I have a current science student who visited your workshop over Thanksgiving break.  He thoroughly enjoyed his experience there.  I have a long standing assignment called “edventures” that span a wide range of disciplines, with one of them being related to visiting a museum and writing about the experience.  (My student) presented to me an excellent poster of his experience visiting the Academy Art Museum and your workshop. He was extremely excited and very intrigued with your art.  He described some of your methods as they related to vacuum pressure and molecules.  It seems you are doing an amazing job, not only perfecting your craft, but instilling in others a curiosity that extends beyond my classroom walls.   I wanted to thank you for that and wish you all the best on your future projects.

Brian Sitz, Nationally Board Certified Science Educator
Glencoe Central School
620 Greenwood Avenue
Glencoe, IL 60022



I met Vicco von Voss and was immediately struck by the beauty of his work. My introduction began with a stand-up cherry desk and progressed to a large cedar/copper bird feeder, then a walnut wine rack, a walnut podium, a large cherry picture frame, curly cherry railings with brass spindles, a cherry height stool, and my favorite piece, the “Elli Easel,” which I use for presentations.  


In 2011, Vicco offered me a unique experience to work with him in creating an 18′ cherry and ash ladder (designed after a ship’s ladder) that we would use as the entrance to an interior circular cupola walk around. We worked over five months to complete the ladder. Vicco also empowered me to complete what we call “The Locket,” an exquisite cherry board with a locked safety feature that can fit over rungs of the ladder to discourage my nine grandchildren from climbing the ladder while unatended.


Two decades later, Vicco is still creating beautiful unique wood art for me. I’ve moved to another home and am still enjoying more of Vicco’s art work. He has created cherry railings whicht grace the entrance of our house. It is home wherever Vicco’s heartfelt art appears and I am grateful for his creativity and friendship.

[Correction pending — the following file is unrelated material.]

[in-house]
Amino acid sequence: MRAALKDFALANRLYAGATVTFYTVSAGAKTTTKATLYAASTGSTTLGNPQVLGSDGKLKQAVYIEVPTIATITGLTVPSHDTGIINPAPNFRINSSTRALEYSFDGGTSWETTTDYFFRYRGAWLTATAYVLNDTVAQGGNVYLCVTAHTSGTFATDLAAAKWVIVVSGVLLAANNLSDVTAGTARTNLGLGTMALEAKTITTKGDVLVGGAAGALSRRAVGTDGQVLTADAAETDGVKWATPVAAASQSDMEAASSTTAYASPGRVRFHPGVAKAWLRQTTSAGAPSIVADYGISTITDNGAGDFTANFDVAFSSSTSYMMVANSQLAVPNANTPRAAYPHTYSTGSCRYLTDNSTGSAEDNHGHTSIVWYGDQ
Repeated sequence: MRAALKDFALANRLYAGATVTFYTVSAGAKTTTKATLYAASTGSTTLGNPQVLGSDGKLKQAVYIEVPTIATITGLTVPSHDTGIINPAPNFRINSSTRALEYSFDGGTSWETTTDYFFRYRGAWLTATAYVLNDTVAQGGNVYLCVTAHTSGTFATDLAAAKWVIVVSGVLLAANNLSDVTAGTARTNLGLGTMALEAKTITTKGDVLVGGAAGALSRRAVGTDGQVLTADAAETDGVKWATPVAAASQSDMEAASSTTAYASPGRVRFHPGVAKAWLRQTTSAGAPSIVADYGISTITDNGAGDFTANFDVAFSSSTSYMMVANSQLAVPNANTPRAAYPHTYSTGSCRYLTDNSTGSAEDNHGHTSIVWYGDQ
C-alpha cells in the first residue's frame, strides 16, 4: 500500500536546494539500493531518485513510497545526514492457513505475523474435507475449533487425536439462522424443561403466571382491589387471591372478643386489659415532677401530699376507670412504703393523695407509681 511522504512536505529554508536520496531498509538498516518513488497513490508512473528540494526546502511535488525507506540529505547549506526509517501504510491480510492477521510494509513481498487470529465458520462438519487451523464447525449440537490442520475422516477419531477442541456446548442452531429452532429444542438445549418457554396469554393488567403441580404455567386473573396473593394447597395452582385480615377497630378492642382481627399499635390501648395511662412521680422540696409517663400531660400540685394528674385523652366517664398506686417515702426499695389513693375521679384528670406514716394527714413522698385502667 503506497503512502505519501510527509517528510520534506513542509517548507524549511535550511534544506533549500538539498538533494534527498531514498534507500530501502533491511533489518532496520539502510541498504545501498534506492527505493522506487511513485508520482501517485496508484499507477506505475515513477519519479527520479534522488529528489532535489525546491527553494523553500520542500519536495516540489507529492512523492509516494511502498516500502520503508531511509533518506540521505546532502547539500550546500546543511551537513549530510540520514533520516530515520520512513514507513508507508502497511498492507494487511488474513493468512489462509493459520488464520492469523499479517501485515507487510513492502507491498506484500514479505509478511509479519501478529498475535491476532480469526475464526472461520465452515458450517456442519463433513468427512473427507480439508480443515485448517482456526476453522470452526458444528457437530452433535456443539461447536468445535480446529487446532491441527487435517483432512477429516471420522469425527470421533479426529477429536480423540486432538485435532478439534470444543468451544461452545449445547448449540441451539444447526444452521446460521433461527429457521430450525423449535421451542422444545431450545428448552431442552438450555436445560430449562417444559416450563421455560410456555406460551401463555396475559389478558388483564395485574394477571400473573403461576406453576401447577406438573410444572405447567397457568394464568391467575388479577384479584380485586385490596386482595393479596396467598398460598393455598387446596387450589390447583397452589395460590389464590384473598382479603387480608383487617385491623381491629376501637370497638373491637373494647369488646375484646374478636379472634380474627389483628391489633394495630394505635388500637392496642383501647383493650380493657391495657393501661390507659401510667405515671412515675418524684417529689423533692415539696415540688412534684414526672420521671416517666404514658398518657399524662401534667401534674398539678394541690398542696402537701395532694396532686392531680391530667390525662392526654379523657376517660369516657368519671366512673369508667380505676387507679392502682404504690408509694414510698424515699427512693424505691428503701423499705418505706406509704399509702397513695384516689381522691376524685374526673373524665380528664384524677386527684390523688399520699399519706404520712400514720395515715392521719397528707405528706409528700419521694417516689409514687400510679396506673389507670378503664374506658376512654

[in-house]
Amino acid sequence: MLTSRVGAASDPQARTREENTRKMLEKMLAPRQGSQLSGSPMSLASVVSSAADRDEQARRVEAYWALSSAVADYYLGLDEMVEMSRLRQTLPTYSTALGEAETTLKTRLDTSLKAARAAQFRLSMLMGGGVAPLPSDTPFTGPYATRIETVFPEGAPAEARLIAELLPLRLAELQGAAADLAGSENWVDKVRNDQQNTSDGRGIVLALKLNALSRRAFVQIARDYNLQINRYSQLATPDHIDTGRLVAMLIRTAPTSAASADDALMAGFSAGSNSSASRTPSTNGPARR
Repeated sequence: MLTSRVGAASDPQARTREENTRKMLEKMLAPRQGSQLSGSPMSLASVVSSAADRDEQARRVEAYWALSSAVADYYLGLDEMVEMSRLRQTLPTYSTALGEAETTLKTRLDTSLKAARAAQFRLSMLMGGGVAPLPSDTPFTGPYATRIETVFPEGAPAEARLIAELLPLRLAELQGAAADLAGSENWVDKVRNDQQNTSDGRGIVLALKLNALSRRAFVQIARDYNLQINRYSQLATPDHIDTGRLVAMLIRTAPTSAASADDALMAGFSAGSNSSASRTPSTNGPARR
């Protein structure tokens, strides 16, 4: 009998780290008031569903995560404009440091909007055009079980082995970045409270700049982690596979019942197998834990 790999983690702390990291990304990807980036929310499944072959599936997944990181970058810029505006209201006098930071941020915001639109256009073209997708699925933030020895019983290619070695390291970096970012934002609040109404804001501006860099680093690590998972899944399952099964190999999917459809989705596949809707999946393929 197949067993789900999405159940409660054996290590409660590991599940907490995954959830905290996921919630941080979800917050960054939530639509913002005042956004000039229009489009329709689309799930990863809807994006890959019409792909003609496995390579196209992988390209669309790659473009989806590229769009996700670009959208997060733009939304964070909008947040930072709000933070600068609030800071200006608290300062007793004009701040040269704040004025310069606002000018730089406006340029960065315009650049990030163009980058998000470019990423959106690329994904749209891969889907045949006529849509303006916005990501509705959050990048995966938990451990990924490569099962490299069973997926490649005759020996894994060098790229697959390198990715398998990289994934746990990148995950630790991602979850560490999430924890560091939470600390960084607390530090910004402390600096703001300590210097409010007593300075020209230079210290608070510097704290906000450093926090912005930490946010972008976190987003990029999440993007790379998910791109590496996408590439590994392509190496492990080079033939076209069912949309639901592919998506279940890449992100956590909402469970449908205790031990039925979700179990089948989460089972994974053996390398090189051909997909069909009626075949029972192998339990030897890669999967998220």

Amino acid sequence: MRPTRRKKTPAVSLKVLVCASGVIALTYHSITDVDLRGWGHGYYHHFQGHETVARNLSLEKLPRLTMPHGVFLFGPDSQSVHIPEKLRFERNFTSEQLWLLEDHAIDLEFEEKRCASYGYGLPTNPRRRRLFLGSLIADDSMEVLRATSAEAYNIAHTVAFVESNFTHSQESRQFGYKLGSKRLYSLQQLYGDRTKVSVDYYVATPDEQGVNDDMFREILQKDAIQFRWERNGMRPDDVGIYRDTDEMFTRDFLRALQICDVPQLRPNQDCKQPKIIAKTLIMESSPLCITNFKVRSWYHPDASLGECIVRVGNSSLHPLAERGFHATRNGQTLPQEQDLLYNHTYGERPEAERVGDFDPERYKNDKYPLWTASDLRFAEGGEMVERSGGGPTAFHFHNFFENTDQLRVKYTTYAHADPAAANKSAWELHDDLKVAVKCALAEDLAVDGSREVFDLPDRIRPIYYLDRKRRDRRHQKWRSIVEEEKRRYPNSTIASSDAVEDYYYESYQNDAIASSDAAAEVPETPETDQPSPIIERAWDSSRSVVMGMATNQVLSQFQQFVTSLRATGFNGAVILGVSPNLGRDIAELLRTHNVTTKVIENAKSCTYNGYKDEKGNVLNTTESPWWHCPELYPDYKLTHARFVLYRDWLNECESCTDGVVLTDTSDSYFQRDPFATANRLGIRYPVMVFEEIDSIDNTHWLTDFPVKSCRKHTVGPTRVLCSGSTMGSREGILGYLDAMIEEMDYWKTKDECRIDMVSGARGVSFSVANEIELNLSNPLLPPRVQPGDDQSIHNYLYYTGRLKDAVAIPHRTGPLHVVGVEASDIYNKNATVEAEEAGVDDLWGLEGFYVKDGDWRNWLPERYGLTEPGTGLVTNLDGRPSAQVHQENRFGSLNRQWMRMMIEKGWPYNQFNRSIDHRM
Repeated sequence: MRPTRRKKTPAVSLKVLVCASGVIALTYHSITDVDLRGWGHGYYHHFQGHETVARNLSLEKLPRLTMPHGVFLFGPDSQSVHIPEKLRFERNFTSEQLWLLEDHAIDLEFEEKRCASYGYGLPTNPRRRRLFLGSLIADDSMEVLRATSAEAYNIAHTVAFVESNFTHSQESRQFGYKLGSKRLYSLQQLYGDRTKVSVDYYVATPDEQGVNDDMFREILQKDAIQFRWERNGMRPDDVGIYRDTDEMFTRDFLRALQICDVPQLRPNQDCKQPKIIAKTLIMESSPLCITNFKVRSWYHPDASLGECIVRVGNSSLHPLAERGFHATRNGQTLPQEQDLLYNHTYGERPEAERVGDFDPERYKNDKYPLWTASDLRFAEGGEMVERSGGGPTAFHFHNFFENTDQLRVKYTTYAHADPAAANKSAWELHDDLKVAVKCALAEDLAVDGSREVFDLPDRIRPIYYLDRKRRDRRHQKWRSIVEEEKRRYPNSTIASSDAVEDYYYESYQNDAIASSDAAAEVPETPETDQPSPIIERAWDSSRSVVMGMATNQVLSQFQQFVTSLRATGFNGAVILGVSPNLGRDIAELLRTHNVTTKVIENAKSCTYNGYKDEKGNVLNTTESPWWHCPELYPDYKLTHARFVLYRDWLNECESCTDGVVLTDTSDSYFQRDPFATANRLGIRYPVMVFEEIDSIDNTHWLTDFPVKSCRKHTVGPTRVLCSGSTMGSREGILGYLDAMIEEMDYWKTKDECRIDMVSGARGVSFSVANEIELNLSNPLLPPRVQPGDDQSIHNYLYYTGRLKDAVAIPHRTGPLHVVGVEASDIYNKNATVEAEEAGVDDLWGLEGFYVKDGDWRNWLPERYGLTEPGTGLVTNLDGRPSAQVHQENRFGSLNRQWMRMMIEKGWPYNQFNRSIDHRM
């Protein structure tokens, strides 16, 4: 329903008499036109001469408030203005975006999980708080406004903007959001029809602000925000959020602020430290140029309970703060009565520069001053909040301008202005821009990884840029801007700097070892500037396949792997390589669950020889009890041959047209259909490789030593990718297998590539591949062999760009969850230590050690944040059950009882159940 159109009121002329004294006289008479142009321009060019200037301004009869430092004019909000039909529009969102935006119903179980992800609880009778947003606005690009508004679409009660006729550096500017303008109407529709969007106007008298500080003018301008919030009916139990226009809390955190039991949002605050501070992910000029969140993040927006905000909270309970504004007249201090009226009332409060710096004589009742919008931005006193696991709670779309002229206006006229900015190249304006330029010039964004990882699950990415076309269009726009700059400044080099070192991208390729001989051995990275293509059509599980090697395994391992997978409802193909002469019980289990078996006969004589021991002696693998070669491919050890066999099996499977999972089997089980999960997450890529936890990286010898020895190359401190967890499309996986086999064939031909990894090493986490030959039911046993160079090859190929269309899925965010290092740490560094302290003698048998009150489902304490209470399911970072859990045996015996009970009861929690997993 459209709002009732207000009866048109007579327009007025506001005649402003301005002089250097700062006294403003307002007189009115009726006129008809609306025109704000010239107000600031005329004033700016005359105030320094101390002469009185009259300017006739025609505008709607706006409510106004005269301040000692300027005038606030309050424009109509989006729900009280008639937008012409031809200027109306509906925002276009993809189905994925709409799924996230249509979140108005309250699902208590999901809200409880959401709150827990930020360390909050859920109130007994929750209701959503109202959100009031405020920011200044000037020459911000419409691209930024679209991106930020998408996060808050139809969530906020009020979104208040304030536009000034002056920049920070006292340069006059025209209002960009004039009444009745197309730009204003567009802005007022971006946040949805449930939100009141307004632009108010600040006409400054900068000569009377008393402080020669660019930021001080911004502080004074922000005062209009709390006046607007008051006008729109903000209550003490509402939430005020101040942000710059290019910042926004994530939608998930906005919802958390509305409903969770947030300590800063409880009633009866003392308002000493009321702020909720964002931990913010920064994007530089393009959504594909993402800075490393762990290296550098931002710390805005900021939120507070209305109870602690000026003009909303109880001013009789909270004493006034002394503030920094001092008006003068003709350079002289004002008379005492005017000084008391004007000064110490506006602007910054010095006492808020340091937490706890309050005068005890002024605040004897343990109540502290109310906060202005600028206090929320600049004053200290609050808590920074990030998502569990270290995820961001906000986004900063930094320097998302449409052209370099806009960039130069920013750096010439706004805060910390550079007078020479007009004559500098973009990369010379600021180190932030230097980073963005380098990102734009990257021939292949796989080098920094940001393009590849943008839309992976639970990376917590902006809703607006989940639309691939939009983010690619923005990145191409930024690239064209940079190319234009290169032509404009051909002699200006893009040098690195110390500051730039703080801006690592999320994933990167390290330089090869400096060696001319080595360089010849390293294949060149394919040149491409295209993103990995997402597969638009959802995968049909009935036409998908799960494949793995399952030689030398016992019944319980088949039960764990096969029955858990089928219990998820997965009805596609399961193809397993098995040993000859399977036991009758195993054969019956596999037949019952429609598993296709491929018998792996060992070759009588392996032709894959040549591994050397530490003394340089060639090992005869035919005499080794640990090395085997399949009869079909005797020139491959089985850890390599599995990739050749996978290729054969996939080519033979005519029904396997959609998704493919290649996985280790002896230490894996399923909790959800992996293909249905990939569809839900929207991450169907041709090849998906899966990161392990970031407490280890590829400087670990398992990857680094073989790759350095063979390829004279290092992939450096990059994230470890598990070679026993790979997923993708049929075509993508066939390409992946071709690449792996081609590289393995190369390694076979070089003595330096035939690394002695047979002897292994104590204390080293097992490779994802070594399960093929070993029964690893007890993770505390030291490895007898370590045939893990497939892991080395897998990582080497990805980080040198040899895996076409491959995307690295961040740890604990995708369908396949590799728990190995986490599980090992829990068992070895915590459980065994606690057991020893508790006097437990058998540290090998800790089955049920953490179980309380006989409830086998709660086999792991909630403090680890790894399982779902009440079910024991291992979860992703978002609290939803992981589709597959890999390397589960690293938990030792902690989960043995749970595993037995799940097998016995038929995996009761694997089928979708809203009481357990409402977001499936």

I first met Vicco a few years ago when I needed someone to saw an odd piece of crab apple stump that had some interesting patterns. He mentioned that he was soon to be offering a class in woodworking with hand tools and he still had a few openings. Richard Kalter, who had introduced me to Vicco, and I both signed up.


As we introduced ourselves to our classmates, it was clear that a wide range of experience was present, and Richard and I were at the bottom. It didn’t matter. Each class began with a lecture and discussion followed by a demonstration, and then we were turned loose to practice. Vicco and his able assistant were always there to help.


It must have been painful for Vicco to watch some of us struggle with the most basic exercises, but he seemed to relish the challenge. With patience and good humor he continued to encourage us. He was ready and waiting for us at class time and stayed until the last of us straggled out.


The final project, a jewelry box, called for all of the skills we had been taught. For those of us laggards who hadn’t finished on time, he was still happy to provide encouragement and advice.  Like many activities that are outside our comfort zones, and undertaken with trepidation, this class was a great blessing. I have spent many happy hours since then at my little bench, and my family’s needs for small boxes are gradually being met.


I found Vicco’s love and respect for wood to be highly contagious. His consummate skill, his infinite patience, and his endless good humor made his class the most enjoyable learning experience I’ve ever had. I’d do it again in a heartbeat if I hadn’t moved to Seattle.

Ladd Rutherford